Torsten Wiesel (1990)

Brain mechanisms of vision

Torsten Wiesel (1990)

Brain mechanisms of vision

Comment

Torsten Wiesel only participated and lectured once at the Lindau meetings during the 20th century. But during the present one, he is a more regular participant in the meetings. The lecture he gave at the 40th meeting gave an overview of his results concerning how the brain treats the electrical impulses coming from the eyes. The tape recording cannot really give full credit to his fascinating lecture, which among other things included a film, in which sound played an important role. But since I am lucky enough to have heard Wiesel lecture on a similar subject at the Royal Swedish Academy of Sciences, I believe that I understand what is going on. By inserting fine electrodes as antennas into the brain of, e.g., a cat and showing the cat different objects, the signals from the antennas give important clues on how the brain treats the information from the eyes. As I remember it, showing, e.g., a triangle, the signals from the antennas show that the triangle is actually projected on the surface of the brain! It is a strange coincidence that another film was shown at the meeting, on the day before Wiesel gave his talk. This was because of the 40th anniversary of the meetings and the film was a documentary with the title “Nobel brought them together”. In German this becomes “Nobel führte sie zusammen”, which is also the title of a book by Alexander Dées de Sterio from 1975 (2nd edition 1985). This is a very interesting and useful book for someone interested in the history of the Lindau Meetings. It has a complement in Ralph Burmester’s bi-lingual book from year 2000, “Science at First Hand” (“Wissenschaft aus erster Hand”), which tells the story of the Lindau meetings up to 1999/2000. A large part of the information in these two books is, of course, also available on the Lindau web site. Try writing “Wiesel” in the search engine and read more about the background and present activities of this Nobel Laureate! Anders Bárány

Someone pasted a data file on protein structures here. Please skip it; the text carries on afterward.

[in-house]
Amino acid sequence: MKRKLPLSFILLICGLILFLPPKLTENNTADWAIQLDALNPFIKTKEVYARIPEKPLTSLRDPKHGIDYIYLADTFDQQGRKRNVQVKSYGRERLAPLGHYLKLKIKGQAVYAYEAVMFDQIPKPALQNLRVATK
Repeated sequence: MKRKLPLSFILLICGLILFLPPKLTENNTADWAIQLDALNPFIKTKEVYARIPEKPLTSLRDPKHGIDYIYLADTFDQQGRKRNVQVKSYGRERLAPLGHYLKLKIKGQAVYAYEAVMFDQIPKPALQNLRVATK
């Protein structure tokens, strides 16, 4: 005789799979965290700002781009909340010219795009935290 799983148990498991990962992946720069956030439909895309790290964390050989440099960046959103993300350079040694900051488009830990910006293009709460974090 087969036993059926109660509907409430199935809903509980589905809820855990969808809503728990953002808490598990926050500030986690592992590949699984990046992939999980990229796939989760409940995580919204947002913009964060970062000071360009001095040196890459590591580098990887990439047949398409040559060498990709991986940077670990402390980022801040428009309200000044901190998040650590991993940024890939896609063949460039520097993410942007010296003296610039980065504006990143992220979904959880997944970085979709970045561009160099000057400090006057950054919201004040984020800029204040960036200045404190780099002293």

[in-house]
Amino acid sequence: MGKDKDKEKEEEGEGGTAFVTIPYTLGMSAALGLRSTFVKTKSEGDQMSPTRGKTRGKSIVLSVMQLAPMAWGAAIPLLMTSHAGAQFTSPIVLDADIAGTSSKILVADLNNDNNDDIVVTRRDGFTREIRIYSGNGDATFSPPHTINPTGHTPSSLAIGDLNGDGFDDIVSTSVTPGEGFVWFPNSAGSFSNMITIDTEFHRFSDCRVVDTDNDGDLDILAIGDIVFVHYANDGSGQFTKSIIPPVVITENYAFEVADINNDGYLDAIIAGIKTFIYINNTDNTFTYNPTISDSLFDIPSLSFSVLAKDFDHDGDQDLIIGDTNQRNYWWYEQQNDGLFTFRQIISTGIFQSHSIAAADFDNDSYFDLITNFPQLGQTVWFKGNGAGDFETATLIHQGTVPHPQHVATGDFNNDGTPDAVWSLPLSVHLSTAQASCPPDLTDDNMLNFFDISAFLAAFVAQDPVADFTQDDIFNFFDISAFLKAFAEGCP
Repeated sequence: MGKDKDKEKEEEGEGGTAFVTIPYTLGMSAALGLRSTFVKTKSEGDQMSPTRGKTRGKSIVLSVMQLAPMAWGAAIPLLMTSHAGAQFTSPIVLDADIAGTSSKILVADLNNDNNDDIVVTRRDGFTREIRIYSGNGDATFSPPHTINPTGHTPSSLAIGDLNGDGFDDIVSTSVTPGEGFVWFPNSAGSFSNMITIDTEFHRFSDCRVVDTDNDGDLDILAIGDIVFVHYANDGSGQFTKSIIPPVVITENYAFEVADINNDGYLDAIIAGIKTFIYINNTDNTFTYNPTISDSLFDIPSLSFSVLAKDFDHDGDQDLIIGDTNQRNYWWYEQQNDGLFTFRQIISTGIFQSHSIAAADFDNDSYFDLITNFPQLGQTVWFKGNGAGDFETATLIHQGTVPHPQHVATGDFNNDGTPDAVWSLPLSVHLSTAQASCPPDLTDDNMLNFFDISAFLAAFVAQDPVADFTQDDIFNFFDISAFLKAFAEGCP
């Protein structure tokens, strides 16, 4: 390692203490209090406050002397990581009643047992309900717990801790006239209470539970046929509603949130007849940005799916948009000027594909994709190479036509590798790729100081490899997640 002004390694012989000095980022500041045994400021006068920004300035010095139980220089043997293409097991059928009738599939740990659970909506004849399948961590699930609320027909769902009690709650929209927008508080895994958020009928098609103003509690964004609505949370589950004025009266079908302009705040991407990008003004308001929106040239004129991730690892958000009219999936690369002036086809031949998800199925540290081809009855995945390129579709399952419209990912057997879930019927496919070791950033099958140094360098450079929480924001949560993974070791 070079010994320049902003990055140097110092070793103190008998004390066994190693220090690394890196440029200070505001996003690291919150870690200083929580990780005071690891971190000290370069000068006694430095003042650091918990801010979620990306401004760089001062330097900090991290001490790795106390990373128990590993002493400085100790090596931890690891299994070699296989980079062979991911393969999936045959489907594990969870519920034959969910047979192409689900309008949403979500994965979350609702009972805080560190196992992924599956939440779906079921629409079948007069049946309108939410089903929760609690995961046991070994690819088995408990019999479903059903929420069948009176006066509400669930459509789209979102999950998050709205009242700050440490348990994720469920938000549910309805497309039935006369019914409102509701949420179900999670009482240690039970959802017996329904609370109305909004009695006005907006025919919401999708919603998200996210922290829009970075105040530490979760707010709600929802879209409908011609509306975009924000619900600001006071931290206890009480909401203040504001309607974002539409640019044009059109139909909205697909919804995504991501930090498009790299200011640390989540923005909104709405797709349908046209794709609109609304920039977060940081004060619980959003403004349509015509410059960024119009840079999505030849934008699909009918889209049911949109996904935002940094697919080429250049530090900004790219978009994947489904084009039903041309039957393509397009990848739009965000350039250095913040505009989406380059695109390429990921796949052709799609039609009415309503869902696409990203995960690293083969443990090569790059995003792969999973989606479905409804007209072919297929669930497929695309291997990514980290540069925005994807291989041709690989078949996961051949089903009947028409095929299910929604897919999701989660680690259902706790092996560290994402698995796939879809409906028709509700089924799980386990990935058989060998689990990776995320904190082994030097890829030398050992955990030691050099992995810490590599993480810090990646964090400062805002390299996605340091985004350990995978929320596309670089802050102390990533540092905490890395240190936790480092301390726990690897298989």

Cite


Specify width: px

Share

COPYRIGHT

Cite


Specify width: px

Share

COPYRIGHT


Related Content